Karanga (Māori culture)

From Wikipedia, the free encyclopedia
Jump to: navigation, search
This article is about karanga, part of the powhiri, a Maori welcoming ceremony. For other uses of the word, see karanga (disambiguation).

A karanga (call out, summon) is an element of cultural protocol of the New Zealand Māori people. It is an exchange of calls that forms part of the powhiri, a Māori welcoming ceremony. It takes place as a visiting group moves onto the marae or into the formal meeting area. Karanga are carried out almost exclusively by women and in Māori language, and are initiated by the tangata whenua or hosts, and responded to by the visitors.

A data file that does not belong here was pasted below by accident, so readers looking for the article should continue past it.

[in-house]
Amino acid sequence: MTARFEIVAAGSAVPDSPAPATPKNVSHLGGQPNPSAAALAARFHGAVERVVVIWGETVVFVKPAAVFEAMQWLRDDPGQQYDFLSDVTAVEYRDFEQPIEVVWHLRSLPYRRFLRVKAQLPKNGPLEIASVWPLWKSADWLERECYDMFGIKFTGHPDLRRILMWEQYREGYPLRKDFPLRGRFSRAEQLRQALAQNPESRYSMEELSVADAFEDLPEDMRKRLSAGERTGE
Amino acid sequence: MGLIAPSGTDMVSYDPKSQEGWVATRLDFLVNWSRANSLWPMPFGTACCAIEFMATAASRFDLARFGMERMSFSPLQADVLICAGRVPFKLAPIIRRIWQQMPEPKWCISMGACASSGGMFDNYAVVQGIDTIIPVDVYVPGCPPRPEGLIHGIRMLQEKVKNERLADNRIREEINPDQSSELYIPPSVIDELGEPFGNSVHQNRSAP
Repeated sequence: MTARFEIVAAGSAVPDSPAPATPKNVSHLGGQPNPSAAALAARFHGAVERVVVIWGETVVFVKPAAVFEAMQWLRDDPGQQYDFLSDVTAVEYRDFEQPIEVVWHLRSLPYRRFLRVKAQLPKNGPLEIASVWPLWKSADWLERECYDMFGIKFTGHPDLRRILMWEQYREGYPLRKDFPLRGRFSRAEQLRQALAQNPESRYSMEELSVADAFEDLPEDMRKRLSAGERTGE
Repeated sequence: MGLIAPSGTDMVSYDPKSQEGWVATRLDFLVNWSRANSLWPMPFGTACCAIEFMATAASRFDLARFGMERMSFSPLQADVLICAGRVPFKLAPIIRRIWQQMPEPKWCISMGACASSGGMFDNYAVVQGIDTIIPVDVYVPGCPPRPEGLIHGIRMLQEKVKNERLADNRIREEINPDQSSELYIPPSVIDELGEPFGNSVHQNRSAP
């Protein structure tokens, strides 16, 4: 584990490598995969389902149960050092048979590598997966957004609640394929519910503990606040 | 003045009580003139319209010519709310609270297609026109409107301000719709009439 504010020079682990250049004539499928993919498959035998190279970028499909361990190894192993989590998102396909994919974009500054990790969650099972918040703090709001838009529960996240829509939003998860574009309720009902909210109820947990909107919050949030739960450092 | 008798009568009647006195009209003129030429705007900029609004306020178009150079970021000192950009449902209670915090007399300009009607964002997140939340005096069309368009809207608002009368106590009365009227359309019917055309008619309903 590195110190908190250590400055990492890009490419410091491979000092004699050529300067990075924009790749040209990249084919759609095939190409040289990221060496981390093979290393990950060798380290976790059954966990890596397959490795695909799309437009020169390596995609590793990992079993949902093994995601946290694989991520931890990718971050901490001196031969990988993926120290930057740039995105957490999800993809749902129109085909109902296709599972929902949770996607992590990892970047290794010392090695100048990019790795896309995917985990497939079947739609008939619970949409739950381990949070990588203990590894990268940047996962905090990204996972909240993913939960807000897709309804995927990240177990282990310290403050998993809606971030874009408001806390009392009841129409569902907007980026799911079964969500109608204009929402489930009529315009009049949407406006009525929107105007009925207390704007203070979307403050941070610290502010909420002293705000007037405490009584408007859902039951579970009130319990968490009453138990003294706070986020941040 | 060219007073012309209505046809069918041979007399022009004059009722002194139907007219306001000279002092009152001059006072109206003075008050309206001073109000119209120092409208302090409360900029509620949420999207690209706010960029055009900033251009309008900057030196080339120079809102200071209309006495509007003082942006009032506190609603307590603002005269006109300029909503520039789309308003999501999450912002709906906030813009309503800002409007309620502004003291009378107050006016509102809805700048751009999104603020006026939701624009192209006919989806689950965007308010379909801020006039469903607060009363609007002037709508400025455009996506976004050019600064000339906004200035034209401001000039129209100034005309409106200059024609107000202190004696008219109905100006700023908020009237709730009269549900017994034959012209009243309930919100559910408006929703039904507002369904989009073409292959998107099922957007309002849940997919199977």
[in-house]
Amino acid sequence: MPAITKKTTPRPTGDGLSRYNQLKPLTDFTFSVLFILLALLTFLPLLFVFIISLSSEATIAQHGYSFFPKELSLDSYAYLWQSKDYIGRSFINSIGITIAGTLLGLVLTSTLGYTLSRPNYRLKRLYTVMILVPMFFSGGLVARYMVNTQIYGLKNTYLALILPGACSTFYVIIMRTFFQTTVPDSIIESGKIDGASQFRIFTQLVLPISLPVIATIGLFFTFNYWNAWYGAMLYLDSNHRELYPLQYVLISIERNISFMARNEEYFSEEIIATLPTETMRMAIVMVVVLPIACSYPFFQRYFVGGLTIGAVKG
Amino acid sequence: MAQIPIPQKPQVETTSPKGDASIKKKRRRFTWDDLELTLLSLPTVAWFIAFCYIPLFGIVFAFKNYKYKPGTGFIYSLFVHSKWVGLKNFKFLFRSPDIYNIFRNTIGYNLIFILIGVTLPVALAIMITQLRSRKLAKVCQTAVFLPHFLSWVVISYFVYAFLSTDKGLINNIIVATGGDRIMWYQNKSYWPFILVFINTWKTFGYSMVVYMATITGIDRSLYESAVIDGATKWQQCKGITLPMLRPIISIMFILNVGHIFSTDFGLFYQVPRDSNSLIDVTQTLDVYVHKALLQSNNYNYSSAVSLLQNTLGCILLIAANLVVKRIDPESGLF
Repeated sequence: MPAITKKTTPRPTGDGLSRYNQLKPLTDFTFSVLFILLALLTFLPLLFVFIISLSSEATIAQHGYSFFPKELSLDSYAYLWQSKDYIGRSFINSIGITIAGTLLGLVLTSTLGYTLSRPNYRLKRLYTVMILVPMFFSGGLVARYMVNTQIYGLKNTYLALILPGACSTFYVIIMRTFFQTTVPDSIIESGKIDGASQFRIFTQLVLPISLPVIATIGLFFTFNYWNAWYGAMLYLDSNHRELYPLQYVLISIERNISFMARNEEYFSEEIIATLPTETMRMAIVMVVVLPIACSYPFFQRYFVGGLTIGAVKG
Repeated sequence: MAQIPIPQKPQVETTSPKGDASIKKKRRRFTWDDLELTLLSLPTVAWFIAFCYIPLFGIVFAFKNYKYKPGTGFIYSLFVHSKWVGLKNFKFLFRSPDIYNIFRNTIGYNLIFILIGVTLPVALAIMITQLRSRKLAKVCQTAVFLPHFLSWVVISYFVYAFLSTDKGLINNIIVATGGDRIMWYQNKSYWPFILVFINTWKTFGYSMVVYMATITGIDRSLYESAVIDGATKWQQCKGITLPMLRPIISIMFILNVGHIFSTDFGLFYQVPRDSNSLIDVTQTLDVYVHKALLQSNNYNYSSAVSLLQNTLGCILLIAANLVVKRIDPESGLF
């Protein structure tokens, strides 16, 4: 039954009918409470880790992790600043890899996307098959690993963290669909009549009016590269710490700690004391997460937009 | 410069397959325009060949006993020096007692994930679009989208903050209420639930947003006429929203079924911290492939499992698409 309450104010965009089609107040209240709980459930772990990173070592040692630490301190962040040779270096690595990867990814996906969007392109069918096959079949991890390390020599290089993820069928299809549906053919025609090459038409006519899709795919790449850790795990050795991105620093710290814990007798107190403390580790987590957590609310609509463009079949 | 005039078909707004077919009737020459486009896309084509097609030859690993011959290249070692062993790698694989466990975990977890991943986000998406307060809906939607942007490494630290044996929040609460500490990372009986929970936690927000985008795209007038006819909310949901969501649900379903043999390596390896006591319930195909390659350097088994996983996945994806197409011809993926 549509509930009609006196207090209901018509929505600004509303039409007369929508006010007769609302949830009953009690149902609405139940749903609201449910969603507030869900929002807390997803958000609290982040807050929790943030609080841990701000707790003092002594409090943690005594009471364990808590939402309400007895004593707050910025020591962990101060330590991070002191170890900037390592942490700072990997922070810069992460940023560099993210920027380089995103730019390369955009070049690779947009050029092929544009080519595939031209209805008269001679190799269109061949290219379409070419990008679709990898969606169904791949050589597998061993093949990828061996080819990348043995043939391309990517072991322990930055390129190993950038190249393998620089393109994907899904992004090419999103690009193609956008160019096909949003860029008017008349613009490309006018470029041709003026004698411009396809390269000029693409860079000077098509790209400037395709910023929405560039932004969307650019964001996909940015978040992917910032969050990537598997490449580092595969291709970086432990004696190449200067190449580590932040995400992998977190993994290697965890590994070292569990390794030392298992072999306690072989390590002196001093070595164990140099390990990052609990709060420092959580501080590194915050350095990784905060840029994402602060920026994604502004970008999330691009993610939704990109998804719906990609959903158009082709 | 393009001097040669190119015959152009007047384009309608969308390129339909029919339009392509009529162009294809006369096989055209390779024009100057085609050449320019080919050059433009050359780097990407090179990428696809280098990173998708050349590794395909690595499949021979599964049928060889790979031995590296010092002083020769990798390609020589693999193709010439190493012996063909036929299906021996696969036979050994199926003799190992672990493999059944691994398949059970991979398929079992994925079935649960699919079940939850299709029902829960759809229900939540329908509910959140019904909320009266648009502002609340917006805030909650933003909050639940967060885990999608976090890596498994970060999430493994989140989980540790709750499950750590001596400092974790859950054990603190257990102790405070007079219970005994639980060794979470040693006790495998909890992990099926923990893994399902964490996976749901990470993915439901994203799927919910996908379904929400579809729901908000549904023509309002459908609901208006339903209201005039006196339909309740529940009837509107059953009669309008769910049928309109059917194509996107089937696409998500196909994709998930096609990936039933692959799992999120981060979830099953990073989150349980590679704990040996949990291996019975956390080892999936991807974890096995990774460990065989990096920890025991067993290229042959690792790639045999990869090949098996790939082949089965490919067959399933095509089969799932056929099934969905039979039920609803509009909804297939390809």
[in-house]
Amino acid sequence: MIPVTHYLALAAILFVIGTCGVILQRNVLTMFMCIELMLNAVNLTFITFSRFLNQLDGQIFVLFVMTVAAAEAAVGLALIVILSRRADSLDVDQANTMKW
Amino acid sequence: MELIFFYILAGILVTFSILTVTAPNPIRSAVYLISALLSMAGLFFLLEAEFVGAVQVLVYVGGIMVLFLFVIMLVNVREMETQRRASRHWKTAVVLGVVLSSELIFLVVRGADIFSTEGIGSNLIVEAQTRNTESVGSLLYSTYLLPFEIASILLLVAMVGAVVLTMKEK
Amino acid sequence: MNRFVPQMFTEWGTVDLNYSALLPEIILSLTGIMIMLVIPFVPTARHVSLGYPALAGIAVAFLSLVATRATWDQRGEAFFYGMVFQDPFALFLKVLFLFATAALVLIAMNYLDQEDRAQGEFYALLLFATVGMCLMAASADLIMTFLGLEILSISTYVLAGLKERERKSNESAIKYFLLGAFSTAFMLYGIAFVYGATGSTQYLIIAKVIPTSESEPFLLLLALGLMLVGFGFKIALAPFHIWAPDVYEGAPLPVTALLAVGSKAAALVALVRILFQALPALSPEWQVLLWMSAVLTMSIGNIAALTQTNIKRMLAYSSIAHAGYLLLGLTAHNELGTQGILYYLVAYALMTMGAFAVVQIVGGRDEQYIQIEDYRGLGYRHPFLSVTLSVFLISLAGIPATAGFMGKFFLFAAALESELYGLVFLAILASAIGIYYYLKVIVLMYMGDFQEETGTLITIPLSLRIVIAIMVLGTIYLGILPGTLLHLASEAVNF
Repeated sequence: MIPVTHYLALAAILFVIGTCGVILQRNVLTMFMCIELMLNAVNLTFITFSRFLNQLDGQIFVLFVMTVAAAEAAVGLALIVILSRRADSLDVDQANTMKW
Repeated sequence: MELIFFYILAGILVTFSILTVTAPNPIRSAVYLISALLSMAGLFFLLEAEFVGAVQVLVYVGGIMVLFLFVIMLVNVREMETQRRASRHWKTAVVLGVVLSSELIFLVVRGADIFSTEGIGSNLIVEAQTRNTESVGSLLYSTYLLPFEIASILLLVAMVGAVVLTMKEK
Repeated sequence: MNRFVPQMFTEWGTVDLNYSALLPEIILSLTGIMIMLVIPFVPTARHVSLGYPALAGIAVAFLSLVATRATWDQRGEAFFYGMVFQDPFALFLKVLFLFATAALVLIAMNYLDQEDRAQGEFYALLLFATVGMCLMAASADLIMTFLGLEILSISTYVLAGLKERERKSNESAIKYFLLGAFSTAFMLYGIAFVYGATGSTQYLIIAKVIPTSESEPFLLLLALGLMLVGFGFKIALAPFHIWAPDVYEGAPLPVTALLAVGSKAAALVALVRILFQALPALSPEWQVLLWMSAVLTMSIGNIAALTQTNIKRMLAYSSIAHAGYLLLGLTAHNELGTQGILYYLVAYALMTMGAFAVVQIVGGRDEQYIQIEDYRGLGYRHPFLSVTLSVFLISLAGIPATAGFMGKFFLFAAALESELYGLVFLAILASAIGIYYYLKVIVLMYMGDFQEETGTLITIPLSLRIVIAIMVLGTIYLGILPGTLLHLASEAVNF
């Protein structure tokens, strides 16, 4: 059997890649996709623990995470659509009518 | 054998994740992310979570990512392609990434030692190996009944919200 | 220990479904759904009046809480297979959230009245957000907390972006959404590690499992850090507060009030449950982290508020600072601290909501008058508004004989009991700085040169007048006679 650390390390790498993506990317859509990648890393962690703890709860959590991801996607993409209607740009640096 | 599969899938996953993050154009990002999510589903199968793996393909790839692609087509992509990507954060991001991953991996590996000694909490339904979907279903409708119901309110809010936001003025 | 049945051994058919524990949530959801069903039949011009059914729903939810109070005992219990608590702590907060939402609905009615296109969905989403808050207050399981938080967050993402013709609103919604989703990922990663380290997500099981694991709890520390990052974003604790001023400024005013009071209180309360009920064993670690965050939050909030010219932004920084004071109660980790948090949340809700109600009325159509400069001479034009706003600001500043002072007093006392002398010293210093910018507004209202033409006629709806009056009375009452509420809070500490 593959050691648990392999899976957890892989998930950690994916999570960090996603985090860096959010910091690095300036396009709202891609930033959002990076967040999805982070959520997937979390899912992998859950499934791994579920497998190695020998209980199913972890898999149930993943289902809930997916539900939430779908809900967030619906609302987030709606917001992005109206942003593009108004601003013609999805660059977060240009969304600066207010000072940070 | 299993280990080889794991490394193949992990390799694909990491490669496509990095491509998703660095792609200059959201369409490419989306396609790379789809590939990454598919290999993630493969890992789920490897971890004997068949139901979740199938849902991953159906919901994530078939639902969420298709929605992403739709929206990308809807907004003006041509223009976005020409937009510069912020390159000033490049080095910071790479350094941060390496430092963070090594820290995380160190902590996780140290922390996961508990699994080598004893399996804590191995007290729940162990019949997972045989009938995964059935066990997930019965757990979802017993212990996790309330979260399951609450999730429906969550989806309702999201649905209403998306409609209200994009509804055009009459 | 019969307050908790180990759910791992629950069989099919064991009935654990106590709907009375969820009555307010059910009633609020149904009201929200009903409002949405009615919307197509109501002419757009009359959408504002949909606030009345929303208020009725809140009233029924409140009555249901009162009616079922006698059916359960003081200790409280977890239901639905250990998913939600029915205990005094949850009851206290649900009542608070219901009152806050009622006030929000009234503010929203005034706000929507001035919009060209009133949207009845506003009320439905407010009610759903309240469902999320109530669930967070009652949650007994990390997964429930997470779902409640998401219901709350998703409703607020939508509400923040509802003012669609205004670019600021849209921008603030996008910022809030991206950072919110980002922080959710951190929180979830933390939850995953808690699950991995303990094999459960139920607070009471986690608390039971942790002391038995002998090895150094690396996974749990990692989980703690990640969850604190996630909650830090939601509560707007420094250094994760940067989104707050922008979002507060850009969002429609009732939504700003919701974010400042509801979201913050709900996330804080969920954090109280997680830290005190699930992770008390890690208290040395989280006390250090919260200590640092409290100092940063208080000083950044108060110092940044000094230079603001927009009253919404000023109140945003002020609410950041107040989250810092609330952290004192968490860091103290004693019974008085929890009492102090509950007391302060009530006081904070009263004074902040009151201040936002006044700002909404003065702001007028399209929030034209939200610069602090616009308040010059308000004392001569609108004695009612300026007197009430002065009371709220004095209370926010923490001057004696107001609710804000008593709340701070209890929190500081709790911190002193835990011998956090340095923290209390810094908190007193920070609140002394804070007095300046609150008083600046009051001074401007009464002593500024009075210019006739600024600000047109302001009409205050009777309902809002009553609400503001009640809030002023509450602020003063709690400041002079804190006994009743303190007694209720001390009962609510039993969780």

The karanga follow a particular format in keeping with protocol. This includes exchanging greetings, paying tribute to the dead (especially those who have most recently died), and referring to the reason that has brought the two groups together. It has an important function in building connections between the tangata whenua and manuhiri, and setting the agenda for the gathering.

See also[edit]

Sources[edit]